Panda Ethanol has fired the contractor building its flagship cow manure-fueled ethanol plant and told regulators it is no longer sure it will be able to finance the plant.

The news could mark a setback for the company's plans for biomass-powered biofuel production.

Dallas-based Panda announced Monday that it was terminating Lurgi Inc. as the contractor on a planned 115 million gallon-per-year ethanol plant in Hereford, Texas, saying Panda's board of directors had "lost confidence in Lurgi's ability to finish the facility due to continued construction delays."

Panda, a publicly traded company whose shares are traded over the counter under the ticker symbol "PDAE," said it would take over construction of the plant, initially set to be completed by December 2007 at a cost of $269 million.

While Panda said the plant is 98 percent complete and predicted "substantial completion" in the first quarter of 2009, the company added in a filing with the U.S. Securities and Exchange Commission that existing financing for the Hereford facility may be inadequate to finish the project.

"We can't make any guarantees or promises, but we continue to have discussions with the lenders," Panda spokesman Bill Pentak said Monday. "When we know more, I'm sure we will disclose more."

This isn't the first setback for Panda Ethanol, a subsidiary of privately held Panda Energy International, which has plans to build six 115 million gallon-per-year ethanol plants, four of them powered by synthetic natural gas made from cow manure.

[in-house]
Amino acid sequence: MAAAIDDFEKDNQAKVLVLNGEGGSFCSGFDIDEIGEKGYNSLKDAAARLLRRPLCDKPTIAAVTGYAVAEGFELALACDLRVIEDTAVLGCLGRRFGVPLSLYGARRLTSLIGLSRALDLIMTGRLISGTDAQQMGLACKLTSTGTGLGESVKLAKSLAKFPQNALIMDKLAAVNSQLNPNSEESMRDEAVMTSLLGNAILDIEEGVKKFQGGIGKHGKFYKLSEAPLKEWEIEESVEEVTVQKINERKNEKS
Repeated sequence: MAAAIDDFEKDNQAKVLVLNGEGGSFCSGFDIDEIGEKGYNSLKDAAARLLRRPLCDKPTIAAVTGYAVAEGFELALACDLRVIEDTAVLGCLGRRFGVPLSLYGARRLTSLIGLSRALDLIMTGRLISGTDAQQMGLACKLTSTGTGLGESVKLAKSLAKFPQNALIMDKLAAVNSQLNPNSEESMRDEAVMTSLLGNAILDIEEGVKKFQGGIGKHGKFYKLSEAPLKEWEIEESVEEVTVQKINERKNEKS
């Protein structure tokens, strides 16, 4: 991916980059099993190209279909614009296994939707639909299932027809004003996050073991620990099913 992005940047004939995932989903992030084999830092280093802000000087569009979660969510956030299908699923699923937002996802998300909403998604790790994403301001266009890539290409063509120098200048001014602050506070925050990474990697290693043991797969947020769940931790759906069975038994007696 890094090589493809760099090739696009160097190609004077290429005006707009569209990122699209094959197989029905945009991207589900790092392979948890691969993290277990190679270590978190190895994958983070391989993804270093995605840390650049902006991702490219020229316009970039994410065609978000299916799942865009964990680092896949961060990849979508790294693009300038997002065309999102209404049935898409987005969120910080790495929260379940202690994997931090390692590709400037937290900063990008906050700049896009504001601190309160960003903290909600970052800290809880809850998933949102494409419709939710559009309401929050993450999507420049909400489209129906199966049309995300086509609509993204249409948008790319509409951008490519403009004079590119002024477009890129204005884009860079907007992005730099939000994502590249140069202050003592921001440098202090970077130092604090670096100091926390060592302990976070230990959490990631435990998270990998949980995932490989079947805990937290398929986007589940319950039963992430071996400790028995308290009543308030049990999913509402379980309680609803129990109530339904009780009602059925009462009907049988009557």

In December, Panda Ethanol canceled plans for a 100 million gallon-per-year in Wallace, Neb., that didn't use the manure-to-syngas system that is to fuel the Hereford plant (see Another Ethanol Plant Gets Canceled). The company also is waiting for market conditions to improve before starting work on plants proposed for Yuma, Colo., Haskell, Kansas and the towns of Sherman and Muleshoe in Texas, Pentak said.

Aside from the potential complications of integrating manure-to-fuel systems into ethanol production, the U.S. ethanol industry has suffered in general from declining profit margins driven by the rising cost of corn and fuel, said Rick Kment, biofuels analyst with DTN in Omaha, Neb. (See Pacific Ethanol Posts 2Q Loss and E.thanol Margins Suffer).

Add the tightening credit markets and the turmoil now gripping Wall Street, and many ethanol makers have found that "credit has virtually dried up, even for companies that are up and running," Kment said. (See Plans for Two Cellulosic-Ethanol Plants Scrapped).

Pentak said those factors have played a part in Panda's decision to put its other ethanol-plant construction projects on hold.

"We're primarily focused on getting Hereford built and online," Pentak said. "We want to demonstrate to the marketplace that we're building one of the most cost-efficient ethanol-production facilities in the United States."

So-called "closed loop" ethanol plants that derive fuel from animal or other waste to power operations can offer significant cost savings, given that natural gas can account for up to a third of a plant's operating costs, Pentak said.

Panda expects to pay about $2.17 per million British thermal units of energy for its manure-derived synthetic gas, he said. That's compared to natural gas prices that have run from as low as $4 per million BTU to as high as $12 per million BTU over the past several years. (Natural gas was trading at $7.91 per million BTU on the New York Mercantile Exchange as of last week.)